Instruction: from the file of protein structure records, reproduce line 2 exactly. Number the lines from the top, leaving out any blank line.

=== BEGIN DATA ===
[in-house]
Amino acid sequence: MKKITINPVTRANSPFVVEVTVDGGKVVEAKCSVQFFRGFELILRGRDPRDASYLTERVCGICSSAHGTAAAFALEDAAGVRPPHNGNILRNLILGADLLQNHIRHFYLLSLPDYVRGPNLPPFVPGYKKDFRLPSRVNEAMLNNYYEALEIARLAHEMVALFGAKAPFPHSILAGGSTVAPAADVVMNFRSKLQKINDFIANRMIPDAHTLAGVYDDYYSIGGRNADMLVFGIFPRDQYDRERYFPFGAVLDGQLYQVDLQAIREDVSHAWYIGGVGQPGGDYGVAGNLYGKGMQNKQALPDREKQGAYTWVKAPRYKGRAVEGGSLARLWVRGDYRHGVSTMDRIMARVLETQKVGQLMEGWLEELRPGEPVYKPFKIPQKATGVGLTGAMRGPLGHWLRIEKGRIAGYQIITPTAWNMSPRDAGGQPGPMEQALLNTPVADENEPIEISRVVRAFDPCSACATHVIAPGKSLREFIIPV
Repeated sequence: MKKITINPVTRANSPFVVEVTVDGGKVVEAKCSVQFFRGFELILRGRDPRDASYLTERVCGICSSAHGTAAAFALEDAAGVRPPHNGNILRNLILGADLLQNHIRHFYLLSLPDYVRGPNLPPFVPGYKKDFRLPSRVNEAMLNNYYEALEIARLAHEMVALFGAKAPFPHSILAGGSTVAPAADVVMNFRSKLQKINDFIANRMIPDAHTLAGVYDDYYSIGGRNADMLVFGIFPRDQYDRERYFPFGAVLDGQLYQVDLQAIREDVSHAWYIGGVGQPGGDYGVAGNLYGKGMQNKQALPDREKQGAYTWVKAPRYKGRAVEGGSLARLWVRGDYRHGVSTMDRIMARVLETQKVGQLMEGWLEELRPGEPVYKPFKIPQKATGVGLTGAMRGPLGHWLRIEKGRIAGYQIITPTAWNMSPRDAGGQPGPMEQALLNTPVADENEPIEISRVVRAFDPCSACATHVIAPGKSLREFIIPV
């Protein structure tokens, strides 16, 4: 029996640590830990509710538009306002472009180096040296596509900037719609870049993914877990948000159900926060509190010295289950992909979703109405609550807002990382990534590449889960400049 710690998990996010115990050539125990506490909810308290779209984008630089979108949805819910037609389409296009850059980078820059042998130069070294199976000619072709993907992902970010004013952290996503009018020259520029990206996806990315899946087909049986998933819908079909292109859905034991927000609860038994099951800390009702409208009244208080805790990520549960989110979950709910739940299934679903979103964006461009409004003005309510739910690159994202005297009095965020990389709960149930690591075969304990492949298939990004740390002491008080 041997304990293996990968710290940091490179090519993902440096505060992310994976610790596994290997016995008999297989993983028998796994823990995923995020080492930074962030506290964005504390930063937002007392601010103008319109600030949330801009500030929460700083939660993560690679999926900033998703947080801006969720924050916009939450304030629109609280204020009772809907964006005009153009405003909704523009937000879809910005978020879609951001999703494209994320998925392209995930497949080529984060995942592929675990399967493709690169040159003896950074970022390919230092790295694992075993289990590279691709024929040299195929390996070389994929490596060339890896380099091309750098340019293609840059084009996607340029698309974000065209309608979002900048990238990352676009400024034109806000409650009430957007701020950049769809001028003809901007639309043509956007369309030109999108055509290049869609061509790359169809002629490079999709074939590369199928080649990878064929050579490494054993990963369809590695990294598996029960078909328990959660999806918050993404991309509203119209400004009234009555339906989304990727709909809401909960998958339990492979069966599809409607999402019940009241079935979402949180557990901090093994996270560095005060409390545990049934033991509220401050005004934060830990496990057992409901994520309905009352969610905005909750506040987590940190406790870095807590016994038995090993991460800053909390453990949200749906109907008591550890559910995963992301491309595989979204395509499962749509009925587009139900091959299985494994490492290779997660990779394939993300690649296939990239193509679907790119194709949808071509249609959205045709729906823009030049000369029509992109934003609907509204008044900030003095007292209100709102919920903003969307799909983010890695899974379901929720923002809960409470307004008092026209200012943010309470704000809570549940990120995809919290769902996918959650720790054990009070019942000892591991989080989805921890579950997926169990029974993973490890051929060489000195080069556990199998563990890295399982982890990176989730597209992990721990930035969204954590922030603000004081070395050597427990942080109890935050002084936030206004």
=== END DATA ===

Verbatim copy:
Amino acid sequence: MKKITINPVTRANSPFVVEVTVDGGKVVEAKCSVQFFRGFELILRGRDPRDASYLTERVCGICSSAHGTAAAFALEDAAGVRPPHNGNILRNLILGADLLQNHIRHFYLLSLPDYVRGPNLPPFVPGYKKDFRLPSRVNEAMLNNYYEALEIARLAHEMVALFGAKAPFPHSILAGGSTVAPAADVVMNFRSKLQKINDFIANRMIPDAHTLAGVYDDYYSIGGRNADMLVFGIFPRDQYDRERYFPFGAVLDGQLYQVDLQAIREDVSHAWYIGGVGQPGGDYGVAGNLYGKGMQNKQALPDREKQGAYTWVKAPRYKGRAVEGGSLARLWVRGDYRHGVSTMDRIMARVLETQKVGQLMEGWLEELRPGEPVYKPFKIPQKATGVGLTGAMRGPLGHWLRIEKGRIAGYQIITPTAWNMSPRDAGGQPGPMEQALLNTPVADENEPIEISRVVRAFDPCSACATHVIAPGKSLREFIIPV